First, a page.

"It was about that time that the Rajneeshpuram got busted," Relles says, referring to the sprawling and isolated Oregon commune (with its stable of Rolls-Royces) built by disciples of the infamous Bhagwan Sri Rajneesh. "They had purchased six MSL-3s as the 'sacred system' to be used exclusively for amplifying the Bhagwan's voice. A few weeks after they installed it, the Bhagwan took a vow of silence that lasted until the gig was up. Everything was sold, and I eventually managed to get practically new MSL-3s and some UPAs at a very good price."

Relles built his main system around MSL-3s, gradually expanding his Meyer inventory. Then, in 1995, he followed Meyer Sound into the new era of self-powered systems with a major investment in MSL-4 cabinets.

"Since then, I've become spoiled by self-powered boxes," he confesses. "There's a whole category of processing that I don't even have to think about. Instead, I can concentrate on EQ'ing the array, tapering the zones, and setting the fill delays to get the best sound."

Another big advantage, says Relles, is keeping size and weight down so he can pack maximum power and coverage inside bobtail trucks that must keep under a 26,000-pound PUC (Public Utilities Commission) limit. He notes that he can put his complete MSL-4 and M2D systems (consoles and racks included) into one truck and stay under weight. "There's no way I could do that with any comparable system using amp racks," he says. His entire MILO-based system also stays under the limit for a "stacks and racks" gig, with a second truck required only if consoles and FOH racks are needed as well.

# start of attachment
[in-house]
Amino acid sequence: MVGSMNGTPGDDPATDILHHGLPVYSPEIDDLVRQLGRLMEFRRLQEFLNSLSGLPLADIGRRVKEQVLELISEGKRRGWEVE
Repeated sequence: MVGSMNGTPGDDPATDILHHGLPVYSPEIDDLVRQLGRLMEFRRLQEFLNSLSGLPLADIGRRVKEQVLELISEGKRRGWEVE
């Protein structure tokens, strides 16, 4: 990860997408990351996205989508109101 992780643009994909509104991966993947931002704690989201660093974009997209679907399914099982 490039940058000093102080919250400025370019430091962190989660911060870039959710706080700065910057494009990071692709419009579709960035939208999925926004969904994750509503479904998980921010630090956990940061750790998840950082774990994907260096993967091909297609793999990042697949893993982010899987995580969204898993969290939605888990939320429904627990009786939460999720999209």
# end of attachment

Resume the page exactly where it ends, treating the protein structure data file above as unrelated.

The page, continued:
Since he doesn't do arena-sized shows, Relles bypassed Meyer Sound's largest line array product (the M3D), though he quickly invested in the M2D when the smaller system was introduced in 2002. In 2004, he added the MILO system, using it for flown applications requiring high power as well as those – such as outdoor classical concerts – where only groundstacking is possible. Other recent Meyer Sound investments include eight 700-HP subwoofers, and a SIM 3 audio analyzer system. ("Finally, a SIM system priced for guys like me!" he glows.)

As Relles' business continues to grow, he's diversified into installations. Some of the projects in which his hand has been sought include designing and supplying a Meyer Sound system to the remodeled Cascade Theater in Redding, Calif., and the 3,000 seat Spokane Opera House in Spokane, Wash.

At this point, Relles feels his company has found a stable and successful plateau, a place where he enjoys the rare luxury of consciously limiting growth so he can manage the business on his terms.

"I don't want to be like a restaurant that starts to expand, where the chef is no longer cooking but running the business, and the quality of the food goes down," he maintains. "I feel fortunate in that I've been successful, and yet I'm still doing what I love, hands on, working behind the board."

Although Relles insists that he's content with the quantity of current business, his pursuit of higher sound quality continues unabated. The philosophy holds: not bigger, just better. He expects Meyer Sound will continue as an integral part of his quest.

"My relationship with Meyer over the years has been great," he says. "I like the direction the company is taking recently, involving the dealers more and bringing us in for seminars. I also respect the fact that the company is privately held. That allows John to chart the course of the company independent of pressure from shareholders. It gives him the freedom to invest in things like (Meyer Sound) MAPP Online (acoustical prediction software), which has advanced the state of the art. I'm not sure other companies would be free to do something like that. It's obvious that Meyer is fully committed to research and development, and to constant improvement. That has huge benefits for Meyer, and for their users as well. For me, it means I don't have to work the county fairs."

June, 2005